Gregory King, 28, of Washington, D.C., pleaded guilty today in connection with contacting a 13-year-old girl over the Internet and traveling across state lines to engage in sexual activity with her.
Assistant Attorney General Leslie R. Caldwell of the Justice Department’s Criminal Division, United States Attorney Rod J. Rosenstein of the District of Maryland and Special Agent in Charge Stephen E. Vogt of the FBI’s Baltimore Division made the announcement.
King pleaded guilty to one count of coercion of a minor to engage in sexual activity and one count of traveling with intent to engage in illicit sexual contact with a minor. He was initially charged by indictment on Feb. 14, 2014.
According to King’s plea agreement, on Oct. 9, 2013, he initiated a chat with a girl on a social networking site whose profile indicated that she was 13 years old. Throughout October and November 2013, King and the victim exchanged sexually explicit photographs and engaged in sexually explicit conversations. On Oct. 30, 2013, King chatted with the victim about coming to her house in Maryland, telling her that he would take a bus from Washington, D.C. The victim provided King with her address, but King was not able to get to the victim’s house that night. King continued to chat with the victim and on Nov. 21, 2013, shortly after the victim’s 14 th birthday, again discussed coming to her home. King took a bus from Washington, D.C. on the same date and met the victim at her home, where he spent the night. King was arrested on Jan. 19, 2014.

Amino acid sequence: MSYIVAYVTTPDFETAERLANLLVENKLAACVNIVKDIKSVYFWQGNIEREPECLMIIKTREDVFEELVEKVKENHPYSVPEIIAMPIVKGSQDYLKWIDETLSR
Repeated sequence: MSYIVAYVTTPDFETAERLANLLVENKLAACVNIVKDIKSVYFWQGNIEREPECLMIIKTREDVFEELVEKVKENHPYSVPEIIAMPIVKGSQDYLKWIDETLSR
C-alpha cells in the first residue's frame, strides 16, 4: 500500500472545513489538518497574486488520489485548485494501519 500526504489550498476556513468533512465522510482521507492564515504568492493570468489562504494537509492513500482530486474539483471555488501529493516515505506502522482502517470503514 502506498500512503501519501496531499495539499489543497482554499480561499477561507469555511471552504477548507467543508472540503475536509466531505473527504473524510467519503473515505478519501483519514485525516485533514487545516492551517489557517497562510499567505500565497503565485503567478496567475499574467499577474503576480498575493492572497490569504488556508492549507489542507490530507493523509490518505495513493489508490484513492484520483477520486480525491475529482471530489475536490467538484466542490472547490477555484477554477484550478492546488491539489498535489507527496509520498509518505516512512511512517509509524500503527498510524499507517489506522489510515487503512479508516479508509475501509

As part of his plea agreement, King must register as a sex offender under the Sex Offender Registration and Notification Act (SORNA). Sentencing is scheduled for Oct. 15, 2014, before U.S. District Judge Peter J. Messitte.
This case was brought as part of Project Safe Childhood, a nationwide initiative launched in May 2006 by the Department of Justice to combat the growing epidemic of child sexual exploitation and abuse. Led by United States Attorneys’ Offices and the Criminal Division’s Child Exploitation and Obscenity Section, Project Safe Childhood marshals federal, state, and local resources to locate, apprehend, and prosecute individuals who sexually exploit children, and to identify and rescue victims. For more information about Project Safe Childhood, please visit www.justice.gov/psc . For more information about Internet safety education, please visit www.justice.gov/psc and click on the “resources” tab on the left of the page.
This case was investigated by the FBI and the Laurel Police Department. This case is being prosecuted by Trial Attorney LisaMarie Freitas of the Criminal Division’s Child Exploitation and Obscenity Section and Assistant U.S. Attorney Kristi O’Malley of the District of Maryland.